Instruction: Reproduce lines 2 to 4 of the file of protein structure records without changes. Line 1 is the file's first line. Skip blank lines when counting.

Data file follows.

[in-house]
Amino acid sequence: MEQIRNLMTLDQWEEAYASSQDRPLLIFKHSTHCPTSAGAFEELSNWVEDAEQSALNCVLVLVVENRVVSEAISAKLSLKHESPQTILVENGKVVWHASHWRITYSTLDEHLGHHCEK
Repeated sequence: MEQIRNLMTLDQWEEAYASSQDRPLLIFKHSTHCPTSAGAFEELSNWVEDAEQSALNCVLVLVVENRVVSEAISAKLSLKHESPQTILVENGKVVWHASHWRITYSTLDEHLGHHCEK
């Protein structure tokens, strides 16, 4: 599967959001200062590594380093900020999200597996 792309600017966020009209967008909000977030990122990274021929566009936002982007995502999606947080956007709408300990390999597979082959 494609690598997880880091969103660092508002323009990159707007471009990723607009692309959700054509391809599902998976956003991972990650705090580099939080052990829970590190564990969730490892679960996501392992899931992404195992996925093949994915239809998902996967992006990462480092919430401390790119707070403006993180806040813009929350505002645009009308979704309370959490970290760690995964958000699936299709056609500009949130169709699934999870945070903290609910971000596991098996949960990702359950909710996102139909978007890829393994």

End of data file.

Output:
Amino acid sequence: MEQIRNLMTLDQWEEAYASSQDRPLLIFKHSTHCPTSAGAFEELSNWVEDAEQSALNCVLVLVVENRVVSEAISAKLSLKHESPQTILVENGKVVWHASHWRITYSTLDEHLGHHCEK
Repeated sequence: MEQIRNLMTLDQWEEAYASSQDRPLLIFKHSTHCPTSAGAFEELSNWVEDAEQSALNCVLVLVVENRVVSEAISAKLSLKHESPQTILVENGKVVWHASHWRITYSTLDEHLGHHCEK
């Protein structure tokens, strides 16, 4: 599967959001200062590594380093900020999200597996 792309600017966020009209967008909000977030990122990274021929566009936002982007995502999606947080956007709408300990390999597979082959 494609690598997880880091969103660092508002323009990159707007471009990723607009692309959700054509391809599902998976956003991972990650705090580099939080052990829970590190564990969730490892679960996501392992899931992404195992996925093949994915239809998902996967992006990462480092919430401390790119707070403006993180806040813009929350505002645009009308979704309370959490970290760690995964958000699936299709056609500009949130169709699934999870945070903290609910971000596991098996949960990702359950909710996102139909978007890829393994």